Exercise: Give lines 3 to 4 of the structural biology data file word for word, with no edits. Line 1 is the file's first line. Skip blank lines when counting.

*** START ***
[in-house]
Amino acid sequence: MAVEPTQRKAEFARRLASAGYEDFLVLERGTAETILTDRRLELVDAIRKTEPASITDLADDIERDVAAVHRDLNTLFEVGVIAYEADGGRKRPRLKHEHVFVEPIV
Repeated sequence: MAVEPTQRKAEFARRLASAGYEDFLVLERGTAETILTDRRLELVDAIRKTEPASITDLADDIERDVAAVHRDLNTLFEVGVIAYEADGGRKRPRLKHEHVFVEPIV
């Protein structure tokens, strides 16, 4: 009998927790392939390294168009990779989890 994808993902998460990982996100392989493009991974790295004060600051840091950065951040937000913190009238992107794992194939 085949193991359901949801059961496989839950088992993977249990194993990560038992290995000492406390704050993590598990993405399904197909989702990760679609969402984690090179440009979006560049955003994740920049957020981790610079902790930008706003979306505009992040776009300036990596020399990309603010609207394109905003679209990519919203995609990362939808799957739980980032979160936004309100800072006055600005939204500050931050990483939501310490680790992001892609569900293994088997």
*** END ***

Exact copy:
Repeated sequence: MAVEPTQRKAEFARRLASAGYEDFLVLERGTAETILTDRRLELVDAIRKTEPASITDLADDIERDVAAVHRDLNTLFEVGVIAYEADGGRKRPRLKHEHVFVEPIV
């Protein structure tokens, strides 16, 4: 009998927790392939390294168009990779989890 994808993902998460990982996100392989493009991974790295004060600051840091950065951040937000913190009238992107794992194939 085949193991359901949801059961496989839950088992993977249990194993990560038992290995000492406390704050993590598990993405399904197909989702990760679609969402984690090179440009979006560049955003994740920049957020981790610079902790930008706003979306505009992040776009300036990596020399990309603010609207394109905003679209990519919203995609990362939808799957739980980032979160936004309100800072006055600005939204500050931050990483939501310490680790992001892609569900293994088997």